Object Permanence: The Importance of "Peek-A-Boo" in Baby Development

Object Permanence: The Importance of

Object permanence” is the understanding that objects and people continue to exist when they are out of sight. This new skill plays a vital role in memory development and language acquisition as well as enhancing pretend play and exploration.

What is object permanence and when does it occur?

According to Jean Piaget, a pioneer psychologist in child development, “object permanence” is one of the most important milestones in the child’s first two years of life. “Object permanence” is the understanding that the objects or people continue to exist when they are no longer in sight. A child that lacks this understanding will act like the object has just completely disappeared when they are out of sight. Once the child starts demonstrating object permanence, “out of sight out of mind” is no longer valid for them, which leads them to  actively search for the unseen object or person. Piaget’s study concluded that children who are younger than 8 months of age do not have this mental skill yet. However, most recent research show that infants who are between four to seven months of age begin to understand object permanence. Please note that this milestone takes time, it doesn’t occur over a night. 

Why is it important?

This new skill forms the basis for future language acquisition and memory development. It is also essential for pretend play and exploration, which drives children to experience the world first hand and enhance their imagination skills. Besides, this ability indicates that the development of mental representation is on track and it will have a role in the child’s future emotional development, including developing attachments.

How can I support this new skill?

  • Playing some basic games such as “classic peekaboo” or “hide and find objects” will help your little one to understand the concept of object permanence better.
  • Try to diverse your games by using different hiding tactics; cover an item with a blanket or palm it etc.
  • Furthermore, when your baby gets a little older, simply playing “hide and seek” will also be helpful to enhance this skill.
  • “Pop up” and “lift the flap” books are also good for engaging infants to look for the hidden items and exercising this new ability.  

What is separation anxiety and how is it related with object permanence?

Separation anxiety emerges as a result of this newly acquired skill. Before that, your little one was able to cope with your absence simply because they would think that you have just disappeared. As your baby masters this new skill, they begin to miss you when you’re gone. Since the “time” concept has not yet developed, they would just want you right back at that moment.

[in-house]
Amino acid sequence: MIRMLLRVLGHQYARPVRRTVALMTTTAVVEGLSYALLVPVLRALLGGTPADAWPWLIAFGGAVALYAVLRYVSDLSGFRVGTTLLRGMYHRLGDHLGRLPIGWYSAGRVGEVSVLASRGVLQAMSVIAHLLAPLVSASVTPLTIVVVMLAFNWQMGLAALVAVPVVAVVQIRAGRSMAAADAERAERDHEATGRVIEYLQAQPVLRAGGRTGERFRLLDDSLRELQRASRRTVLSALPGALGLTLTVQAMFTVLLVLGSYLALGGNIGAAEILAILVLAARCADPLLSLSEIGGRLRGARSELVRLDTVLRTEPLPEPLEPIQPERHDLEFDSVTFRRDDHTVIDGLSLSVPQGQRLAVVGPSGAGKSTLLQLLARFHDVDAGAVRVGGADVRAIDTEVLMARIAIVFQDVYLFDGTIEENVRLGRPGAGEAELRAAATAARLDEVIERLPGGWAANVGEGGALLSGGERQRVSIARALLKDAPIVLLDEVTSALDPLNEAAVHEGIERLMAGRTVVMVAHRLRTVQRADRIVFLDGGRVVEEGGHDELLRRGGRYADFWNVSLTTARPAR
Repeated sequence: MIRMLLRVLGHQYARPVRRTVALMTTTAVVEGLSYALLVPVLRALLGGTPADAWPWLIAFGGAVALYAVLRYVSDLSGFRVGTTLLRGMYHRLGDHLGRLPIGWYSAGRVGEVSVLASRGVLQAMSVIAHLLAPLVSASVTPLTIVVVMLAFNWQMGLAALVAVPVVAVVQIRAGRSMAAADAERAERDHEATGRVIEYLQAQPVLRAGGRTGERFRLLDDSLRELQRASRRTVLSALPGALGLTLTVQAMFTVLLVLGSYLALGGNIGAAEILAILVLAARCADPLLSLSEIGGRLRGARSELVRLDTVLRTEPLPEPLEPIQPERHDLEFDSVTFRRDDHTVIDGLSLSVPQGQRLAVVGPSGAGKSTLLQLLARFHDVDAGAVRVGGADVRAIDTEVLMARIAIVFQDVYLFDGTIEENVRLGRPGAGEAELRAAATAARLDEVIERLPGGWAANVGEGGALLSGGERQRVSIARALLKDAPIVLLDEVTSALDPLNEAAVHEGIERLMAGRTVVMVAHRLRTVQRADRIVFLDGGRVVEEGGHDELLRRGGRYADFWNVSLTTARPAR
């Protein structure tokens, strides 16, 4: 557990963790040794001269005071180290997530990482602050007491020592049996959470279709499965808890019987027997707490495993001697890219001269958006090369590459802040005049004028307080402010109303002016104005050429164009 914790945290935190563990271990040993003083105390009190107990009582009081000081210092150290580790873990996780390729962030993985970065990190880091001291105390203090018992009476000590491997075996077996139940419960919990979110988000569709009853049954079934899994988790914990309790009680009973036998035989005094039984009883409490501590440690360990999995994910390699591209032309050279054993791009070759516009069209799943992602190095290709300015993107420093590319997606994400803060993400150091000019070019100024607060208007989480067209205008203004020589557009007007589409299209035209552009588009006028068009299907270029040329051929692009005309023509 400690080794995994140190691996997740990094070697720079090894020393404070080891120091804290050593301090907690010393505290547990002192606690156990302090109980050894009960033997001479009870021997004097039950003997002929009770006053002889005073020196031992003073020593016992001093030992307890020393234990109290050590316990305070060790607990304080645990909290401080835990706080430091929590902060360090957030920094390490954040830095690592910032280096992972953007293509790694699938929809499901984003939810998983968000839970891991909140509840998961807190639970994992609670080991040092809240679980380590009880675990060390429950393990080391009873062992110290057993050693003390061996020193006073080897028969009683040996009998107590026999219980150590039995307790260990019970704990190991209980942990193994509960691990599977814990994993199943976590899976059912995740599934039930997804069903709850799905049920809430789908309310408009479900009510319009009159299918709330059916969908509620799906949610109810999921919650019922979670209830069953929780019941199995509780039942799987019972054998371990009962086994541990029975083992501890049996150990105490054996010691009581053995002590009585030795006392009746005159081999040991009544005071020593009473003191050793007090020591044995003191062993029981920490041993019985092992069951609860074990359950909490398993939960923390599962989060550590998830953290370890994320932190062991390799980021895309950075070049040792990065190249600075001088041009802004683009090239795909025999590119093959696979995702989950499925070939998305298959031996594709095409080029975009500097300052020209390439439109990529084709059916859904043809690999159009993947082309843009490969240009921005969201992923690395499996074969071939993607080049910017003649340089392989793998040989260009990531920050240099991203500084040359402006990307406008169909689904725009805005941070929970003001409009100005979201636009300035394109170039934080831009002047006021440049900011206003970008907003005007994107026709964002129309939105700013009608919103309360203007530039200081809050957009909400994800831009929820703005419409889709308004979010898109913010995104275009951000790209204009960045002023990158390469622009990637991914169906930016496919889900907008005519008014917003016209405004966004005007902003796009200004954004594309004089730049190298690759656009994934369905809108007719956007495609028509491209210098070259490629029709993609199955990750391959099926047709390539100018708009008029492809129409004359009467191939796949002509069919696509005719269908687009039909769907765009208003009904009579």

Through time, experience and a goodbye routine, your baby will cry less when you are away and eventually learn that you will always be back. Like every other challenge you have faced so far, the separation anxiety is also temporary. Be patient and try to make the most out of it with your little one. 



  1. Childress, Dana, PhD. “Peek-A-Boo! – Strategies to Teach Object Permanence.” Early Intervention Strategies for Success, 25 June 2020, www.veipd.org/earlyintervention/2013/03/21/peek-a-boo-strategies-to-teach-object-permanence.
  2. “Cognitive Development: 4 to 7 Months.” HealthyChildren.Org, 2009, www.healthychildren.org/English/ages-stages/baby/Pages/Cognitive-Development-4-to-7-Months.aspx.
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  4. “How Infants Know That Unseen Objects Continue to Exist.” Verywell Mind, 19 Apr. 2021, www.verywellmind.com/what-is-object-permanence-2795405.
  5. “Learning, Play, and Your 4- to 7-Month-Old (for Parents) - Nemours.” Nemours Children’s Health System, 2019, kidshealth.org/Nemours/en/parents/learn47m.html.
  6. Linda, Rodgers. “When and How Babies Learn About Object Permanence.” What to Expect, 22 Oct. 2021, www.whattoexpect.com/first-year/playtime/object-permanence-in-babies.
  7. Mcleod, Saul. “Object Permanence | Simply Psychology.” SimplyPsychology, 2018, www.simplypsychology.org/Object-Permanence.html.
  8. “Object Permanence.” American Psychological Association, https://dictionary.apa.org/object-permanence.
  9. Raypole, Crystal. “All About Object Permanence and Your Baby.” Healthline, 30 July 2019, www.healthline.com/health/parenting/object-permanence.
  10. WebMD Editorial Contributors. “What Age Do Babies Have Object Permanence?” WebMD, 10 Mar. 2021, www.webmd.com/baby/what-age-do-babies-have-object-permanence#1.
  11. “What Is the Sensorimotor Stage of Cognitive Development?” Verywell Mind, 29 Oct. 2019, www.verywellmind.com/sensorimotor-stage-of-cognitive-development-2795462.

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